$5.1 billion released for Columbia-class development work | Germany lifts Tiger grounding, restrictions placed | KAI exec takes life amid probeSep 25, 2017 05:00 UTC
- General Dynamics Electric Boat has landed a $5.1 billion US Navy contract to commence development work on the Columbia-class nuclear ballistic missile submarine. Announced last Thursday, the award includes component and technology development, missile tube module and reactor compartment bulkhead prototyping and manufacturing efforts, and United Kingdom Strategic Weapon Support System kit manufacturing—which is covered under a foreign military sale—for the Columbia class ballistic missile submarines. Work will be conducted at several US locations and is scheduled for completion by December 2031. 12 Columbia-class submarines are planned by the Navy, and will replace the current fleet of Ohio-class ballistic missile submarines. The first vessel, the Columbia, is expected to be completed by 2031 at a cost of $10.4 billion counting research and engineering costs. The expected cost of follow-on vessels has been floated at over $5 billion a piece. The vessels will support the US Navy and British Royal Navy’s Trident II D5 submarine launched ballistic missile (SLBM) system.
- Oshkosh Defense has been awarded a $466.8 million modification to an existing US Army contract for the production of the Family of Medium Tactical Vehicles (FMTV). Based on the current A1P2 technical data package, procurement will be determined by individual orders and is expected to be finished by August 25, 2018. The A1P2 variant of the FMTV is the standard cargo version of the truck for moving equipment and supplies. Other variants of the platform are used for troop transport, vehicle recovery and other tasks in a utility role.
- The US Navy has received into service its first new Block III Virginia-class attack submarine, the future USS Colorado (SSN 788). Built by Huntington Ingalls Industries and General Dynamics Electric Boat, the vessel is expected to be commissioned into service next spring. Block III submarines feature a redesigned bow with enhanced payload capabilities, replacing 12 individual vertical launch tubes with two large-diameter Virginia Payload Tubes, each capable of launching six Tomahawk cruise missiles. This, among other design changes, reduced the submarines’ acquisition cost while maintaining their outstanding warfighting capabilities.
Middle East & Africa
- Egypt has received delivery of the first of four Gowind 2500 corvettes ordered from French shipbuilder Naval Group—formerly DCNS. Delivered just 36 months after the order being placed, the ENS Elfateh was handed over in a ceremony at a Naval Group shipyard in Lorient before setting sail for Egypt on Saturday. Naval Group added that the Royal Malaysian Navy has also ordered six of the vessels.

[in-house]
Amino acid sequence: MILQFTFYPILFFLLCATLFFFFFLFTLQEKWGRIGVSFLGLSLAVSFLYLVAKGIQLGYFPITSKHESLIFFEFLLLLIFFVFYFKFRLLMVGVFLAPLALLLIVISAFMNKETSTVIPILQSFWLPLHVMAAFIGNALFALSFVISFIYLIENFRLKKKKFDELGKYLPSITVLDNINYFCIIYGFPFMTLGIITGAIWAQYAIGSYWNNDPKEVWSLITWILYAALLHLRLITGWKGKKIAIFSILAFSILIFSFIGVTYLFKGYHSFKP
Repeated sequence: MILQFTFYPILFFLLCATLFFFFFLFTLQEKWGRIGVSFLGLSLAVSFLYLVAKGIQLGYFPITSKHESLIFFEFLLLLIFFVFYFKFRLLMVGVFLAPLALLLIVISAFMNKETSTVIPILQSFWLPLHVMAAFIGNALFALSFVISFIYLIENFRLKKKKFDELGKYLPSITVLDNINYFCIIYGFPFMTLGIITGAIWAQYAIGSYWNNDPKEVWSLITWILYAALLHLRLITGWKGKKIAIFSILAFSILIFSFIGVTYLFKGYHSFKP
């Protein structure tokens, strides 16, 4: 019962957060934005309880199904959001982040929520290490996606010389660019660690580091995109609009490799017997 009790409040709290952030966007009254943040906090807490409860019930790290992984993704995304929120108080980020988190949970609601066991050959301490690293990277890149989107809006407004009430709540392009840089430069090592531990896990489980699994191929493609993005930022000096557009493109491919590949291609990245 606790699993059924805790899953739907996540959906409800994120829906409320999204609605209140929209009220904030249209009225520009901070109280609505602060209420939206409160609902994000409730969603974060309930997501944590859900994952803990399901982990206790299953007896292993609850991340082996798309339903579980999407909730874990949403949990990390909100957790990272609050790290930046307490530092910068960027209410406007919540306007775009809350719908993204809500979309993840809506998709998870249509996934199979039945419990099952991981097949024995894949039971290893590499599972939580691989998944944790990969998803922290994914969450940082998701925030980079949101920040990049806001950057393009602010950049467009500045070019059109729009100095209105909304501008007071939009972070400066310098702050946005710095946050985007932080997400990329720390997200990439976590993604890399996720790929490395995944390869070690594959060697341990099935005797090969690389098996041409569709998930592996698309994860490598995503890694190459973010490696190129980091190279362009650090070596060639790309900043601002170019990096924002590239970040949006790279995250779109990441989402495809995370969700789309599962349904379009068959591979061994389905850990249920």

- Saab announced that an unnamed customer has ordered its Giraffe 1X AESA radar system for an undisclosed sum. The firm added that the sale “further underlines Saab’s position as a supplier of world-leading protection against a wide range of air threats.” Giraffe 1X is a flexible and agile 3D active electronically scanned array (AESA) radar, featuring the latest in radar technology, including gallium nitride (GaN) circuits. Compact and lightweight with unparalleled performance, Giraffe 1X is suited for changing needs and mobile forces. The complete radar is portable and can be transported on a pickup truck-sized vehicle.
- German military authorities have agreed to lift a ban on Tiger helicopter operations after a helicopter crashed while on UN deployment in Mali. However, the flights are being resumed with certain conditions such as restrictions on speed, weight and usage of autopilot system. A preliminary investigation into the wreckage of the downed helicopter did not point to a specific cause of the crash, but more thorough examinations are scheduled to take place in the coming weeks. Earlier this month, manufacturer Airbus warned Tiger pilots to be careful of rapid switches from autopilot to manual mode during turbulence, after initial indications showed that such a switch may have played a role in the July crash that killed both crew members.
- Sri Lankan media has reported that Columbo is interested in purchasing six ex-Indian Air Force Su-30K fighter aircraft that have been grounded in Belarus while Russia looks for a new buyer. 12 of the former Indian jets have already been sold to Angola. The Sri Lankan government had previously been looking at the Chinese-Pakistani JF-17, however,this was met with protest by India who in turn suggested a procurement of its own development, the LCA Tejas. Instead, the government turned its attention to the Su-30 as a possible third-party alternative, but a lack of trained pilots in the Sri Lankan Air Force (SLAF) could prove fielding the fighters difficult without additional funding for a new fighter training program and more advanced training aircraft.
- A vice-president at Korea Aerospace Industries (KAI) has taken his life, as South Korean authorities probe allegations of corruption at the firm. Kim In-sik, a former Brigadier General in the air force, had been in charge of overseas sales including the purchase of the T-50IQ trainer by Iraq—a deal that is now under scrutiny. In a three-page suicide note, Kim said he had done his best, “but it’s so unfortunate that things didn’t work out.”
- The Pakistan Navy tests an Exocet anti-ship missile: